NEXT TIME someone says you can’t change people’s behavior with a law, tell them about seat-belt use in South Carolina.
Back in 2005, when the Legislature finally allowed police to enforce the law, just 70 percent of drivers and front-seat passengers in South Carolina were using safety belts — significantly below the national average, which then was 82 percent.
Then our rate began a steady climb, slipping past the national rate for the first time in 2010 and, according to figures released last month by the National Highway Traffic Safety Administration, reaching 91 percent last year. The national rate for 2012 was 86 percent — which put us in a strange place when it comes to highway safety: significantly ahead of the national average.
The increase is important in terms of public safety because buckling up reduces the risk of collision deaths by 45 percent in cars and 60 percent in trucks, SUVs and minivans. So it helps explain why highway death rates are dropping in South Carolina, with fatalities down so far this year by 11 percent from last year, even as miles driven continue to increase.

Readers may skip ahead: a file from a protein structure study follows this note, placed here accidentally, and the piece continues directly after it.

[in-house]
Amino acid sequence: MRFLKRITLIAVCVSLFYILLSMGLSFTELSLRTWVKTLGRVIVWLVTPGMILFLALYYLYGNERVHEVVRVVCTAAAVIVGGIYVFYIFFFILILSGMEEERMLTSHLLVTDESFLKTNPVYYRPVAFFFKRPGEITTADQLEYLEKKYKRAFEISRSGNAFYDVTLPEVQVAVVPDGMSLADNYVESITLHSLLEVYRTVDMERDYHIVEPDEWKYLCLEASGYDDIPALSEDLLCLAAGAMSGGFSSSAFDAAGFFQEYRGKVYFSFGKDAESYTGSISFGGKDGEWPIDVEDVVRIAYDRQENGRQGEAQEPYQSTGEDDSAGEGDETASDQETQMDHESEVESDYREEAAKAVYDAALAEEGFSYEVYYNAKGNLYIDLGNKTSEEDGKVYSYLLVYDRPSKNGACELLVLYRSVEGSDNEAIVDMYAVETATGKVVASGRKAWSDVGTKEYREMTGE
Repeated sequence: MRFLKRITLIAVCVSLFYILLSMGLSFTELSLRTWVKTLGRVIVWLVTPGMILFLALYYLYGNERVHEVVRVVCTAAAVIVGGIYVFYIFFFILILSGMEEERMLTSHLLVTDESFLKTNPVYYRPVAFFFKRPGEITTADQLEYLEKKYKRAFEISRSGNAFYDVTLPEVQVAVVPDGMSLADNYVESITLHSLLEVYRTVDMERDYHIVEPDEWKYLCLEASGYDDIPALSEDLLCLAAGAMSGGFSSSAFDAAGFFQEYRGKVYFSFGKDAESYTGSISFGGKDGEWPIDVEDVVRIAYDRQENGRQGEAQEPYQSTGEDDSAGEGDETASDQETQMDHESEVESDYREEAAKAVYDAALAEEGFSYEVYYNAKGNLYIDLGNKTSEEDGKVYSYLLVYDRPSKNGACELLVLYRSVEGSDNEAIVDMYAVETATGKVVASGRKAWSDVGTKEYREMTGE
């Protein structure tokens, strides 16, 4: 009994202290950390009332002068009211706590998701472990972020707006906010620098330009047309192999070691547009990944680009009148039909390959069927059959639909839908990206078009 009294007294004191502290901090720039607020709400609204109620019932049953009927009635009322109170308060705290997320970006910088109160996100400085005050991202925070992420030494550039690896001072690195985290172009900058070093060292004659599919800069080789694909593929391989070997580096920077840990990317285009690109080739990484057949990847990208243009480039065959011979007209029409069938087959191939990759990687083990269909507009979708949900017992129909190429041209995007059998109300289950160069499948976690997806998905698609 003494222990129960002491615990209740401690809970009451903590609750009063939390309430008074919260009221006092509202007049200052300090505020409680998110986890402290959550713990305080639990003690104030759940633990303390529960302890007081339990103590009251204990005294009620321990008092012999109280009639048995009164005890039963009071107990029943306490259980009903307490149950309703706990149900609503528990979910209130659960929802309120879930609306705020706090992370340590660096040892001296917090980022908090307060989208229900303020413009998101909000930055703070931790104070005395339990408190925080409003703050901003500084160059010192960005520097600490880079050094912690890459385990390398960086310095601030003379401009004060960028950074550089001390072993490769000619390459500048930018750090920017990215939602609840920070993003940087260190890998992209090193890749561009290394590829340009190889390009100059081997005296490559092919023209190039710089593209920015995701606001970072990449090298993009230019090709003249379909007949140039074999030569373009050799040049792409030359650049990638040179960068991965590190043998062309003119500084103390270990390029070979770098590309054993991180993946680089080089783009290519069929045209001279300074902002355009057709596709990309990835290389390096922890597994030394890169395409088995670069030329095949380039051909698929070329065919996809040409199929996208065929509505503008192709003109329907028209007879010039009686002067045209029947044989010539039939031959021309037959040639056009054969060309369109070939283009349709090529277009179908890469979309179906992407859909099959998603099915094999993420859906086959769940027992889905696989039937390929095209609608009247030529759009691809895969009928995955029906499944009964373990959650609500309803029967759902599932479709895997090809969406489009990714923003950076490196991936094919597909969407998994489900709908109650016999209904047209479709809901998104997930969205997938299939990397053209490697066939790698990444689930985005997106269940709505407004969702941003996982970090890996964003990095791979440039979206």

It’s important in terms of public policy because the “can’t change human behavior” argument continues to hold sway at the State House, most notably of late in repulsing efforts to prohibit people from texting while driving.
By fixating on questions about how police will be able to tell who is and isn’t texting, the pro-texting apologists ignore the fact that the primary purpose of laws isn’t to produce arrests. Arrests are made only when a law fails in its primary purpose, which is — as it is doing quite nicely with the seat-belt law — to set clear guidelines for the vast majority of people who obey the law just because it’s the law. That is, to change social norms.
Of course, laws don’t always change social norms in a positive way.
A classic example of a negative effect on social norms involves anti-poverty programs. While I think it’s immoral, and short-sighted, to punish babies and children for the reckless choices their parents made, the unfortunate fact is that by providing a robust social safety net, we’ve helped change a social norm that used to say out-of-wedlock births were unacceptable.